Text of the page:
The successful API (active pharmaceutical ingredient) candidates from these tests were the starting point for another hurdle that had to be overcome. The challenge was to find a way to deliver the drug to the retina where it exerts its effect. Using drugs in this area is not easy, as the retina is shielded by the blood-retinal barrier which is impermeable to many molecules. This is where a Dutch project partner, 2-BBB Medicines BV from Leiden, came into play. The company, which specialises in the development of molecular drug delivery systems, packed suitable substances into liposomes that are able to overcome the blood-retinal barrier. “This was not easy to achieve. There are around a dozen factors such as molecule size and structure, the number of charges and lipophilicity that need to be taken into account,” says Prof. Paquet-Durant. In the end, five substances were tested at the Institute for Ophthalmic Research at the University Hospital of Tübingen for their ability to stop photoreceptor cells dying in vivo as well. One substance turned out to be particularly effective and was developed further. A company called SP Process Development AB from the Swedish city of Södertälje was another partner in the DRUGSFORD project and, together with BIOLOG, went on to develop a GMP drug development process.

Cross-section through untreated (NT) and treated mouse retinas. Significantly more photoreceptors survive in treated than in untreated retinas. ONL = outer nuclear layer (i.e. photoreceptor layer), INL = inner nuclear layer, GCL = ganglion cell layer. © François Paquet-Durand

Towards the end of the EU-funded project, all the partners were delighted with how the cooperation had gone and with the success achieved and agreed to continue working together on further developing the treatment. ”We had such good data that all the project partners agreed to establish a company in order to test the drug in a clinical trial and eventually place it on the market. All the project partners are now shareholders of Mireca Medicines GmbH and all results and related patents have been transferred to the company. In the coming years, Mireca will prepare the market launch of the drug,” says Paquet-Durant, CSO of Mireca. Barbara Brunnhuber, who became aware of the DRUGSFORD project and the planned start-up company through personal contacts at an industry meeting, was brought on board as the company’s CEO. Brunnhuber helped drive forward the establishment of Mireca Medicines GmbH and accompanies the transfer of the research results to industry with her concentrated skills as a chemist, engineer, business economist and consultant. Peter Rall from the “Senioren der Wirtschaft” working group is now the business administrator for the young company. “The original plan was that Peter Rall would only provide support in the founding phase, but because the cooperation worked out so well, he is continuing to provide administrative support,” says Paquet-Durand.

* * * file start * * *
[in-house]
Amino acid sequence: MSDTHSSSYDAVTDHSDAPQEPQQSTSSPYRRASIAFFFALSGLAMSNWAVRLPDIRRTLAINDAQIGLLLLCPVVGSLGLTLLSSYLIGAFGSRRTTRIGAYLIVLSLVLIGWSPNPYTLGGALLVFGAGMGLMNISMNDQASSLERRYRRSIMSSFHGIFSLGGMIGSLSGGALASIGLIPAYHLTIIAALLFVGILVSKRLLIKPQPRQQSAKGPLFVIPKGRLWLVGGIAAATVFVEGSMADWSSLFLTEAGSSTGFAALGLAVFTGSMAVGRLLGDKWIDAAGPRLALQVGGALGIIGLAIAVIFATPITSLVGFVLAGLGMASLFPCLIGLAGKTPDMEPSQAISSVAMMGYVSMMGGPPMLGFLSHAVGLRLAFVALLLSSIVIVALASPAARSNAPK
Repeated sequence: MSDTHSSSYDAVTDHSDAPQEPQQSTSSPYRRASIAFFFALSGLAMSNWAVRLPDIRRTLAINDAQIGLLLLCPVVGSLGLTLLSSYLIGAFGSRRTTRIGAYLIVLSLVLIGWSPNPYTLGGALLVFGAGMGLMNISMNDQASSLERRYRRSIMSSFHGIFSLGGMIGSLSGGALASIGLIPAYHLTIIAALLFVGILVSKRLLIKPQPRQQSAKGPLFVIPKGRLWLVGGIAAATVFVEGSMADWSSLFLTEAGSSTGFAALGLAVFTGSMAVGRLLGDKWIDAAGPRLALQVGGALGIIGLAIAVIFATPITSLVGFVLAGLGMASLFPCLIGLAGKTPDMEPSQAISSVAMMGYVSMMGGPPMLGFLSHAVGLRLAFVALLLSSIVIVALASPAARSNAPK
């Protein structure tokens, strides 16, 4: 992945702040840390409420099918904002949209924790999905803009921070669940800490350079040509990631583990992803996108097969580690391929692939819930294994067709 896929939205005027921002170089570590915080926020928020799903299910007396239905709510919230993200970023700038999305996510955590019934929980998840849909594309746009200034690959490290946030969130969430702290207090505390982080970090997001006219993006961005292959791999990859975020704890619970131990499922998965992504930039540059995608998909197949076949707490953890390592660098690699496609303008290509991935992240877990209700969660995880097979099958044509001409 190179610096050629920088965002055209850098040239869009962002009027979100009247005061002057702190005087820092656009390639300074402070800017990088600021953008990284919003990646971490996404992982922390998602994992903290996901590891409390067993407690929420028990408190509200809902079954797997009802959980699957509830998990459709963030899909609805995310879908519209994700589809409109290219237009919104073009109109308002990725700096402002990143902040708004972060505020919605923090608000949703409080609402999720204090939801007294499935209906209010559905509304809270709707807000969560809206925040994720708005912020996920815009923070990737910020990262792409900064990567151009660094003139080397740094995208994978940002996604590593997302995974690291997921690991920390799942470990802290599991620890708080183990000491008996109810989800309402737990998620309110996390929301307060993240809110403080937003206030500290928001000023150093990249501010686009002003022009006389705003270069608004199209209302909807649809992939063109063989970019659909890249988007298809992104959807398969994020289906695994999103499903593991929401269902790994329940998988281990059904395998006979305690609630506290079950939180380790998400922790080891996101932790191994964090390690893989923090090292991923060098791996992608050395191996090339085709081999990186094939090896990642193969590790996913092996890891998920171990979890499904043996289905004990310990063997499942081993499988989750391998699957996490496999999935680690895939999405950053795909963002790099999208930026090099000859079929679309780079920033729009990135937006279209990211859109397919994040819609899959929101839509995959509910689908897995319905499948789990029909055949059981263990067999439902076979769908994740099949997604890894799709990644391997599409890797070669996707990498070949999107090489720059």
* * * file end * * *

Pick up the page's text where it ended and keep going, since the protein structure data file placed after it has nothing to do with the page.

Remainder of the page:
Manpower: the entire team from the research project is now involved with Mireca

“We hope to be able to place the drug on the market within the next eight to ten years. This would be relatively quick and this is partly due to the fact that our drug and its use for the treatment of retinitis pigmentosa is eligible for a European Medicines Agency (EMA) process that facilitates the development and authorisation of medicines for rare diseases (orphan medicines). As early as 2015, the project team obtained organ drug designation status for the drug under development,” says Brunnhuber. The team prepared a clinical trial protocol, which has already been reviewed and accepted by the EMA. The clinical trials will be carried out at the University Eye Hospital in Tübingen. The team has already tested the drug candidate under GLP (good laboratory practice)-like conditions, which are cheaper and less complex than the real thing, and sufficient for this phase of development. The next stage includes the preclinical testing of the drug under real GLP conditions. At present, the Mireca team is working on sourcing funds for the next development and testing stages, and is in contact with potential investors. “We hope to conclude the first round of financing in the near future, and will immediately start pharmaceutical development,” says Brunnhuber. Paquet-Durant is already thinking about another research venture: “At the same time, we will explore whether and how we can use our patents to develop APIs for other retinal diseases.”